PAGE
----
Lower Ordovician conodonts from the St. George Group of Port au Port Peninsula, Western Newfoundland

Ji, Zailiang (1989) Lower Ordovician conodonts from the St. George Group of Port au Port Peninsula, Western Newfoundland. Doctoral (PhD) thesis, Memorial University of Newfoundland.

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    Available under License - The author retains copyright ownership and moral rights in this thesis. Neither the thesis nor substantial extracts from it may be printed or otherwise reproduced without the author's permission.
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Abstract

The St. George Group on the Port au Port Peninsula of western Newfoundland is little deformed, well exposed and provides a nearly complete sequence through the Lower Ordovician. The about 600 m thick succession records two depositional megacycles, and is divided into four formations in ascending order, the Watts Bight, Boat Harbour, Catoche and Aguathuna formations. -- Over 45,000 conodonts have been recovered from 432 3.5 kg samples from 10 sections comprising two composite sections through the St. George Group. The conodonts show excellent preservation with a low conodont Colour Alteration Index (CAI) of 1. Detailed taxonomic study of these faunas has permitted major revision to the reconstruction of Lower Ordovician multielement apparatuses, new interpretation of the phylogenetic relationships of Lower Ordovician, Midcontinent Province conodonts, and the establishment of a new and more refined Lower Ordovician conodont zonation for the Midcontinent Province. -- One of the major objectives of this study is to examine the Lower Ordovician conodont taxonomy. Seventy-five multielement species, representing 28 genera, have been described and illustrated, among them 7 new genera, 33 new species and 70 newly reconstructed multielement species. The new genera are Glyptodontus, Loxodentatus, Loxoqnathus, Polycostatus, Striatodontus, Stultodontus and Tricostatus. The new species are: Acodus primus, Clavohamulus lonqicuspis, C. neoelonqatus, C. reniformis, C. sphearicus, Cristodus ethinatoni, Drepanodus nowlani, Glyptoconus felicitii, G. multiplicatus, G. priscus, Glyptodontus constrictus, G. expansus, G. tumidus, Loxodentatus bipinnatus, Loxognathus phyllodus, Loxodus latibasis, Macerodus crassatus, M. gracilis, M. wattsbightensis, Polycostatus falsioneotensis, P. minutus, Protopanderodus prolatus, Scolopodus subrex, Stritodontus lanceolatus, S. prolificus, S retractus, S. teridontus, Stultodontus ovatus, S. pygmaeus, Teridontus obesus, Tricostatus glyptus, Utahconus longipinnatus and Variabiloconus neobassleri. -- Three apparatus types, apparatus Type I, II and III, are redefined. Type I apparatuses consist of only a and e elements, and are characterized by stubby coniforms and extremely flattened forms. Type II apparatuses have three element morphotypes including a, c and e elements. Type III apparatuses contain four or five skeletal morphotypes: a, b, c, e and, commonly f elements. -- Following the taxonomic study, the local, regional and global stratigraphic range of the taxa were examined to help interpret evolutionary lineages. Nearly twenty such lineages have been recognized. Most are closely related to the Teridontus lineage, and belong to the Teridontus evolutionary complex. The evolutionary relationships of multielement taxa in the Teridontus complex show that the Teridontus lineage spread widely, evolving into both the Clavohamulus and Semiacontiodus lineages during the latest Cambrian. The latter probably produced the Variabiloconus and Polycostatus lineages during the earliest Tremadoc. Two important lineages, Glyptoconus and Striatodontus, appear suddenly, spreading widely, and diversifing rapidly during the early and middle Arenig. The late Tremadoc extinction is one of the most profound crises in conodont evolutionary history. This extinction leads to the demise of more than seven lineages including over 35 species. -- The conodonts recovered indicate that the St. George Group ranges in age from earliest Canadian to the earliest Whiterockian. Eight conodont Assemblage Zones have been established for the shallow-water (SW) facies of the typical Midcontinent Province. Six deeper-water (DW) conodont Assemblage or Lineage Zones have been recognized or redefined, and include some taxa with affinities to the North Atlantic Province. All the SW Assemblage Zones represent limited stratigraphic intervals in the Lower Ordovician, most can be recognized with other low latitude cratons, such as Australia, Siberia, and North China. In contrast, the DW Assemblage or Lineage Zones can be correlated through the critical biostratigraphic tie-points with the North Atlantic Province zonation.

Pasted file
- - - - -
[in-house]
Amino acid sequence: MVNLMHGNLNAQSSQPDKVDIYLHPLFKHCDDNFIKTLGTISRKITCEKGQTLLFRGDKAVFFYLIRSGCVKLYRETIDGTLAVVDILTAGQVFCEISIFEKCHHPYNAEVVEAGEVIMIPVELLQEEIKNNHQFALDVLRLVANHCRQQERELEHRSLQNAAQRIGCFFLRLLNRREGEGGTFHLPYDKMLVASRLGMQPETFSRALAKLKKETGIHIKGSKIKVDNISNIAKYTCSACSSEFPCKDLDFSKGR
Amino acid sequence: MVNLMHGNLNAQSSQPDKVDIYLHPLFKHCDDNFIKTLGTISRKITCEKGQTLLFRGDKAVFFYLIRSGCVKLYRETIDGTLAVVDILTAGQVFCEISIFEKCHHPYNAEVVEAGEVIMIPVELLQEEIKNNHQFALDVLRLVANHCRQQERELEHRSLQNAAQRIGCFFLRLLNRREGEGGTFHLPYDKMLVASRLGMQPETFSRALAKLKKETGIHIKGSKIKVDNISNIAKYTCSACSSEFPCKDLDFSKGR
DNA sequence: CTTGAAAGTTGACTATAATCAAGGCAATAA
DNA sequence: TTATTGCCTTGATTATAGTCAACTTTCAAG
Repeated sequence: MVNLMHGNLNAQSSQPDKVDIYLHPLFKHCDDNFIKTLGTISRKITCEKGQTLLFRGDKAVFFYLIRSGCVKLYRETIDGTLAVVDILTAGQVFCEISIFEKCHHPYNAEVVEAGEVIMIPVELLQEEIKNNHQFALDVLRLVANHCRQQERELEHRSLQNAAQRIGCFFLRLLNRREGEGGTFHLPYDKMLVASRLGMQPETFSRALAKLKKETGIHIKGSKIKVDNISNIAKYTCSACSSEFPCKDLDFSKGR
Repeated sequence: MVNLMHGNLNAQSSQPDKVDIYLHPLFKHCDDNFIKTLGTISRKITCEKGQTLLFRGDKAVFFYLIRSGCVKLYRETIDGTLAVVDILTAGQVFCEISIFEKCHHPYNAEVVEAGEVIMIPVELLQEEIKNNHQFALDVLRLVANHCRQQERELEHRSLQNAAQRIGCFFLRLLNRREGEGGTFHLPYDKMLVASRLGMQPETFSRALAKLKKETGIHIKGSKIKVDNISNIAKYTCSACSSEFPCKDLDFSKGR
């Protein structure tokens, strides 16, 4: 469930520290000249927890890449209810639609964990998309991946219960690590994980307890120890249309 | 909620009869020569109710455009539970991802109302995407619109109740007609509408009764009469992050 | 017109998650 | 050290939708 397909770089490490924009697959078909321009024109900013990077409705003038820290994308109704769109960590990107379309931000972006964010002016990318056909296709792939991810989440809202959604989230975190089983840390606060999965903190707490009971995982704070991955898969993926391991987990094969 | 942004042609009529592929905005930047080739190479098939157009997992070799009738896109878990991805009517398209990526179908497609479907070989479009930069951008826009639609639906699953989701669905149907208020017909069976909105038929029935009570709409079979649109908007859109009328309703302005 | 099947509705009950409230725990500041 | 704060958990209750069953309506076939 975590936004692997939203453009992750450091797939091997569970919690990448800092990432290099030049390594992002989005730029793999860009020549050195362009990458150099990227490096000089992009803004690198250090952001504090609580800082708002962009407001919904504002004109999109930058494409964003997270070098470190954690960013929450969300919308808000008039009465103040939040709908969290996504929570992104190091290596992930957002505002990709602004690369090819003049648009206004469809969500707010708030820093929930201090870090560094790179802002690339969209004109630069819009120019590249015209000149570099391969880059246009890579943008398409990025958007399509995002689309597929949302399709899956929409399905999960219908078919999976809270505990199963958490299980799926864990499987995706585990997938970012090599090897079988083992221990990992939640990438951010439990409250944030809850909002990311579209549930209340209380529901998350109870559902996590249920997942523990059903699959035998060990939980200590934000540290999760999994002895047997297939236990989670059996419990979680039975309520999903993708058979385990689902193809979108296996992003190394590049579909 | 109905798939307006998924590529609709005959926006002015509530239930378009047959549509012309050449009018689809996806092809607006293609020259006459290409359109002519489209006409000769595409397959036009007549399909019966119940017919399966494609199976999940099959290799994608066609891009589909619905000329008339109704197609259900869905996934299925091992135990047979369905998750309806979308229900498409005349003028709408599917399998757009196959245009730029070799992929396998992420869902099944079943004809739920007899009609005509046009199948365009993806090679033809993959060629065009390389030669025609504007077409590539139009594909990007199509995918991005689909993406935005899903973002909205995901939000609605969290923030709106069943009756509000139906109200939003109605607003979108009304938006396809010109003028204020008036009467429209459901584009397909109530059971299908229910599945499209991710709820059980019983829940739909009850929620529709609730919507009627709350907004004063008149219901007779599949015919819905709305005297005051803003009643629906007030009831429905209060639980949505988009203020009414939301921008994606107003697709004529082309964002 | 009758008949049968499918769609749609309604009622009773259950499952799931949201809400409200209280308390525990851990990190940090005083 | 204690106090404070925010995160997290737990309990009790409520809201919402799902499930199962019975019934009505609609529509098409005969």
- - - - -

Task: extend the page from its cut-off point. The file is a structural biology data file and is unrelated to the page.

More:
Item Type: Thesis (Doctoral (PhD))
URI: http://research.library.mun.ca/id/eprint/6803
Item ID: 6803
Additional Information: Bibliography: leaves 466-491.
Department(s): Science, Faculty of > Earth Sciences
Date: 1989
Date Type: Submission
Geographic Location: Canada--Newfoundland and Labrador--Port au Port Peninsula
Library of Congress Subject Heading: Conodonts--Newfoundland and Labrador--Port au Port Peninsula; Geology, Stratigraphic--Ordovician; Paleontology--Ordovician; Palentology--Newfoundland and Labrador--Port au Port Peninsula

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